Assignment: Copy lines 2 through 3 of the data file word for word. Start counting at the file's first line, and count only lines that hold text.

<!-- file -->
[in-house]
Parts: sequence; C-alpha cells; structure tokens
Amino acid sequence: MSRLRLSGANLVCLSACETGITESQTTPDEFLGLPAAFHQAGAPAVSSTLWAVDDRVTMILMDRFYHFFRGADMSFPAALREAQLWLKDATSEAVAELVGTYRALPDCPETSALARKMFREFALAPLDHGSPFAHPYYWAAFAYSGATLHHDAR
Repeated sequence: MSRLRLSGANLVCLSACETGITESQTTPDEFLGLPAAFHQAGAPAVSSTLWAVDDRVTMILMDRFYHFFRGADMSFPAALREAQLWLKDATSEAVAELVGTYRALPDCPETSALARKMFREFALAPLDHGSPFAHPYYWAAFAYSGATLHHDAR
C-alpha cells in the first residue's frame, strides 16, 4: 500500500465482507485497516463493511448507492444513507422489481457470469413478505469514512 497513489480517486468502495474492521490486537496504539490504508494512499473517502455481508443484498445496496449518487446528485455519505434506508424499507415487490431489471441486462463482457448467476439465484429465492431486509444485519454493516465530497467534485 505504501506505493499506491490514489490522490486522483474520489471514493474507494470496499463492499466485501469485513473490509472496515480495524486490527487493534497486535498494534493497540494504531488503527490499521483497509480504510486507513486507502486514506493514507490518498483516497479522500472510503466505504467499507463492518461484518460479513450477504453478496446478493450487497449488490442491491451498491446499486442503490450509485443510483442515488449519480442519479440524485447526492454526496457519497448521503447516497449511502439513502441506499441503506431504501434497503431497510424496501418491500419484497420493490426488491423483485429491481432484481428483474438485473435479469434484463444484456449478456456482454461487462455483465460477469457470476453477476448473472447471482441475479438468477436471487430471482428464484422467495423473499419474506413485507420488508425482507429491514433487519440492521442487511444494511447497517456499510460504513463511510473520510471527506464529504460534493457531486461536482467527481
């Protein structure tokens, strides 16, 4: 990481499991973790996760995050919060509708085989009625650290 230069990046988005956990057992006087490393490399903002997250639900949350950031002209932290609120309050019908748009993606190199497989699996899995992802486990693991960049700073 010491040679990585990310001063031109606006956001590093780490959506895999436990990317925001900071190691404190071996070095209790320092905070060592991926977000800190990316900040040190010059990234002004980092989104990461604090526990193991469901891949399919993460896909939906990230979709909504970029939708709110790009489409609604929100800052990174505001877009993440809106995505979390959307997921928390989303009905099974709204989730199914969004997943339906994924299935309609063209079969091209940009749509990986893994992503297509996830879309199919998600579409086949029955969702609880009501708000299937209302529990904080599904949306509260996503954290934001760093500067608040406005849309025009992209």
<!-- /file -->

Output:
Parts: sequence; C-alpha cells; structure tokens
Amino acid sequence: MSRLRLSGANLVCLSACETGITESQTTPDEFLGLPAAFHQAGAPAVSSTLWAVDDRVTMILMDRFYHFFRGADMSFPAALREAQLWLKDATSEAVAELVGTYRALPDCPETSALARKMFREFALAPLDHGSPFAHPYYWAAFAYSGATLHHDAR